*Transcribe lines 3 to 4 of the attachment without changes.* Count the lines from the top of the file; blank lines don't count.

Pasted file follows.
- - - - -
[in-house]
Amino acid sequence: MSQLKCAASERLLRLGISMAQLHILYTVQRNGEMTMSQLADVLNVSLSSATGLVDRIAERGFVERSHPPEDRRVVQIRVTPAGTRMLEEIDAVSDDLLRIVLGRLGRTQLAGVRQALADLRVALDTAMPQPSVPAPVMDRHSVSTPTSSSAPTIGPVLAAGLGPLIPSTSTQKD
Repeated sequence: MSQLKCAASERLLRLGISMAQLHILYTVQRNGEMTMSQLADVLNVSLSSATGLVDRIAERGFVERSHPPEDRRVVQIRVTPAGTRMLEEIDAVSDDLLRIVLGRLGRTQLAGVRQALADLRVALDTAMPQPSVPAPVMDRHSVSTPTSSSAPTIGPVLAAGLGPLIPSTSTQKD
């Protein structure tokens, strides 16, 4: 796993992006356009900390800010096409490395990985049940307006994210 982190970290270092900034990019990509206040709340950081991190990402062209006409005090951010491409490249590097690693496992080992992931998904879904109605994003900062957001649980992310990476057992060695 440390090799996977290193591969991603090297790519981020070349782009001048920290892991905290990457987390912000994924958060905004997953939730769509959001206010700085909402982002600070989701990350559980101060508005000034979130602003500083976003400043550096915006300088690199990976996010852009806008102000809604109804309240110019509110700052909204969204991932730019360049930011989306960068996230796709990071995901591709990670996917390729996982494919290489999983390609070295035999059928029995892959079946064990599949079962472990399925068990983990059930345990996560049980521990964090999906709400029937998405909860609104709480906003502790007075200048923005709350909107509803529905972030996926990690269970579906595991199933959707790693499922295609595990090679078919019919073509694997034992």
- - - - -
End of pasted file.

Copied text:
Repeated sequence: MSQLKCAASERLLRLGISMAQLHILYTVQRNGEMTMSQLADVLNVSLSSATGLVDRIAERGFVERSHPPEDRRVVQIRVTPAGTRMLEEIDAVSDDLLRIVLGRLGRTQLAGVRQALADLRVALDTAMPQPSVPAPVMDRHSVSTPTSSSAPTIGPVLAAGLGPLIPSTSTQKD
């Protein structure tokens, strides 16, 4: 796993992006356009900390800010096409490395990985049940307006994210 982190970290270092900034990019990509206040709340950081991190990402062209006409005090951010491409490249590097690693496992080992992931998904879904109605994003900062957001649980992310990476057992060695 440390090799996977290193591969991603090297790519981020070349782009001048920290892991905290990457987390912000994924958060905004997953939730769509959001206010700085909402982002600070989701990350559980101060508005000034979130602003500083976003400043550096915006300088690199990976996010852009806008102000809604109804309240110019509110700052909204969204991932730019360049930011989306960068996230796709990071995901591709990670996917390729996982494919290489999983390609070295035999059928029995892959079946064990599949079962472990399925068990983990059930345990996560049980521990964090999906709400029937998405909860609104709480906003502790007075200048923005709350909107509803529905972030996926990690269970579906595991199933959707790693499922295609595990090679078919019919073509694997034992």